But first, a funny and embarrassing story. Several years ago I had a truly terrific doctor. I mean a one-of-kind physician-that-you-only-read-about who got to know the well-being of your mind and spirit at the same time he learned of your body’s. He would call — yes call — with the results of whatever blood tests he’d ordered and before handing over the details he’d ask about my wife and kids by name. He followed my work and my writing and seemed genuinely interested in my, and indeed all of my family’s, pursuits of happiness.
Dr. Murphy is gone now, moved on to a different town and practice. Every once in a while I’m reminded of him and his interesting ways, the following of which, I’m sure, will illustrate. I was there for my annual physical and near the end, when the discussion turned to the issue of a prostate exam, he must’ve assumed because of my youth (40’s are the new 20s) and the look on my face, that I was unfamiliar with the procedure. Or maybe he was just having fun.
“You ever play flag football?” he said.
“Sure,” I replied.
“Well, you know how after the quarterback snap.” He assumed then the half-crouched position of a quarterback snapping the ball. ”He steps back and if you’re a defensive lineman on the other team you have to count to five Mississippi before you can rush?”
“With you so far.”
“Well, this will be like that. Once we start, all I need is five seconds.”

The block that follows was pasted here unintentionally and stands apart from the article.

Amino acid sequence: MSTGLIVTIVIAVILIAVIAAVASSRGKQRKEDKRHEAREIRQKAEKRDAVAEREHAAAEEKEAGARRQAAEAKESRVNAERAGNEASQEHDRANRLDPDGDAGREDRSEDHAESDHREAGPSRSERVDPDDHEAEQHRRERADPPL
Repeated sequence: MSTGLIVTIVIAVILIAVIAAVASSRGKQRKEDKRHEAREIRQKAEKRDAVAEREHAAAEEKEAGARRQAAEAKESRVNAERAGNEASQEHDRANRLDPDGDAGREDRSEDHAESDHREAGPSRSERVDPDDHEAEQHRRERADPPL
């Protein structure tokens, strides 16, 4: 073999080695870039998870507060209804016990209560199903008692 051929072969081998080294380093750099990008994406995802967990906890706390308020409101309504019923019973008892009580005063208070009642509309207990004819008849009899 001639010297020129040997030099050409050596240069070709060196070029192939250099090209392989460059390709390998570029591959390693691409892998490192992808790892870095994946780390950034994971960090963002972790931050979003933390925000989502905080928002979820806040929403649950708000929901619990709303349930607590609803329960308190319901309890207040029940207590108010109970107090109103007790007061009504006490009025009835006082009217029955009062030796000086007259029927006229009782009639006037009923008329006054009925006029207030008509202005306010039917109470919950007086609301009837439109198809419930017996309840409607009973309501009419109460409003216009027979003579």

I looked at him, wondering how in the hell that was supposed to make me feel better. There’s a lot of ugly, unwanted things that can happen in five seconds or less. Accidents, pregnancies, hurtful words. Suddenly I wished he wasn’t so damn considerate, or funny.
Next, apparently questioning my honesty and experience with flag football or unsure of my ability to relate time in my head, he felt the need to further demonstrate. Holding the quarterback pose still, he hiked the imaginary ball and took a step back and started counting, “One Mississippi.”
He stepped one leg forward and counted “two Mississippi” and extended his right hand and size 12 index finger in a smooth, upward motion, from his waist to the sky. Mississippis three, four and five culminated the experience with him holding that pose and effectively sealing the deal, and quite possibly our relationship. He dropped his arms to his side and looked at me.
“Just like that,” he said with a smile.
I stared back at him, in a slightly new and different way. “I get it,” I said, “but I don’t know where you played flag football. Where I did we kept our pants on.”
I share that story today for two reasons. One, this week is Earth Day and if ever there was a need to drop our illusions (sorry, couldn’t resist) and get down to the nitty gritty (pun here is definitely not intended), it is in the unprecedented times of environmental change that our world is presently facing. Seriously. Dying rivers. Farms that don’t produce food. Climate-related illnesses. Whatever side of the myriad Earth Day debates you fall on, the facts are alarming (I encourage you to click on the links. I think you’ll find the information both remarkable and inspirational):
The need for involvement goes well beyond the three R’s of Refuse, Reuse, Recycle (these are very good places to start, however). It will take more effort, more sacrifice, and dramatic change to the way we think, how we vote (with our spending as well as our ballots), and how we live our lives, all things which, by the way, as people used to dealing with diabetes, we are already and quite effectively accustomed to doing. It calls for a collective voice and an action on each of our parts as equally unprecedented as what brought us here, because the reality is that no matter where you call home there is only this one world. One sea. One mountain. One opportunity to make it a better place for ourselves and those who follow behind us (for some ideas, see some suggestions from The Nature Conservancy below).